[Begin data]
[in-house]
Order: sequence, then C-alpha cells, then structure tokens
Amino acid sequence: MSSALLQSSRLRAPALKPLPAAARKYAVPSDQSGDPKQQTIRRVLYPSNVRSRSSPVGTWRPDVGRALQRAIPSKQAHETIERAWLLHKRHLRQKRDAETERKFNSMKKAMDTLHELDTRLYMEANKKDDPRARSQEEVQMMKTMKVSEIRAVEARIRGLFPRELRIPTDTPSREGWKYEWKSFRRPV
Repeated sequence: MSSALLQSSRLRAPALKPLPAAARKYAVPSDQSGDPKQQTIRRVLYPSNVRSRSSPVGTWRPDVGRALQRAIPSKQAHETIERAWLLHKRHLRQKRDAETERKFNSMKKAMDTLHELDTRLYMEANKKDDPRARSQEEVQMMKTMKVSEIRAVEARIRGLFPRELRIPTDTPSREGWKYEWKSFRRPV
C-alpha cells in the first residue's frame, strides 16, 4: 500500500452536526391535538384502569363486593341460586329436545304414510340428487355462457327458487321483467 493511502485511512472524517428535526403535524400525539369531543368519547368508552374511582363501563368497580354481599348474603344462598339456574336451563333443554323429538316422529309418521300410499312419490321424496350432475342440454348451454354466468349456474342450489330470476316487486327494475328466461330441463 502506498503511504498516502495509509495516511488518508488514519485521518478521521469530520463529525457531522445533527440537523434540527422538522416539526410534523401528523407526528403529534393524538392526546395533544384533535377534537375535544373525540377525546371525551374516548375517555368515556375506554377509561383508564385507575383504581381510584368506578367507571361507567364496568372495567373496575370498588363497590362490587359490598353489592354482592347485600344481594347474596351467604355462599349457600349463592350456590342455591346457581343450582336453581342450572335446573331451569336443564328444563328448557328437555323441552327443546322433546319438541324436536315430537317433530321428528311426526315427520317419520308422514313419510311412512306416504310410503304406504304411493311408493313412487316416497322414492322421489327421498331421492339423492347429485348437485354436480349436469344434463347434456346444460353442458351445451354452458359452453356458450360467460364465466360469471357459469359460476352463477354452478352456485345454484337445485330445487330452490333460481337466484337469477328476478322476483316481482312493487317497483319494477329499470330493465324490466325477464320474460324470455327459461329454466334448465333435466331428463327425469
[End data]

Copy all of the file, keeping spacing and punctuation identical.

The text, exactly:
[in-house]
Order: sequence, then C-alpha cells, then structure tokens
Amino acid sequence: MSSALLQSSRLRAPALKPLPAAARKYAVPSDQSGDPKQQTIRRVLYPSNVRSRSSPVGTWRPDVGRALQRAIPSKQAHETIERAWLLHKRHLRQKRDAETERKFNSMKKAMDTLHELDTRLYMEANKKDDPRARSQEEVQMMKTMKVSEIRAVEARIRGLFPRELRIPTDTPSREGWKYEWKSFRRPV
Repeated sequence: MSSALLQSSRLRAPALKPLPAAARKYAVPSDQSGDPKQQTIRRVLYPSNVRSRSSPVGTWRPDVGRALQRAIPSKQAHETIERAWLLHKRHLRQKRDAETERKFNSMKKAMDTLHELDTRLYMEANKKDDPRARSQEEVQMMKTMKVSEIRAVEARIRGLFPRELRIPTDTPSREGWKYEWKSFRRPV
C-alpha cells in the first residue's frame, strides 16, 4: 500500500452536526391535538384502569363486593341460586329436545304414510340428487355462457327458487321483467 493511502485511512472524517428535526403535524400525539369531543368519547368508552374511582363501563368497580354481599348474603344462598339456574336451563333443554323429538316422529309418521300410499312419490321424496350432475342440454348451454354466468349456474342450489330470476316487486327494475328466461330441463 502506498503511504498516502495509509495516511488518508488514519485521518478521521469530520463529525457531522445533527440537523434540527422538522416539526410534523401528523407526528403529534393524538392526546395533544384533535377534537375535544373525540377525546371525551374516548375517555368515556375506554377509561383508564385507575383504581381510584368506578367507571361507567364496568372495567373496575370498588363497590362490587359490598353489592354482592347485600344481594347474596351467604355462599349457600349463592350456590342455591346457581343450582336453581342450572335446573331451569336443564328444563328448557328437555323441552327443546322433546319438541324436536315430537317433530321428528311426526315427520317419520308422514313419510311412512306416504310410503304406504304411493311408493313412487316416497322414492322421489327421498331421492339423492347429485348437485354436480349436469344434463347434456346444460353442458351445451354452458359452453356458450360467460364465466360469471357459469359460476352463477354452478352456485345454484337445485330445487330452490333460481337466484337469477328476478322476483316481482312493487317497483319494477329499470330493465324490466325477464320474460324470455327459461329454466334448465333435466331428463327425469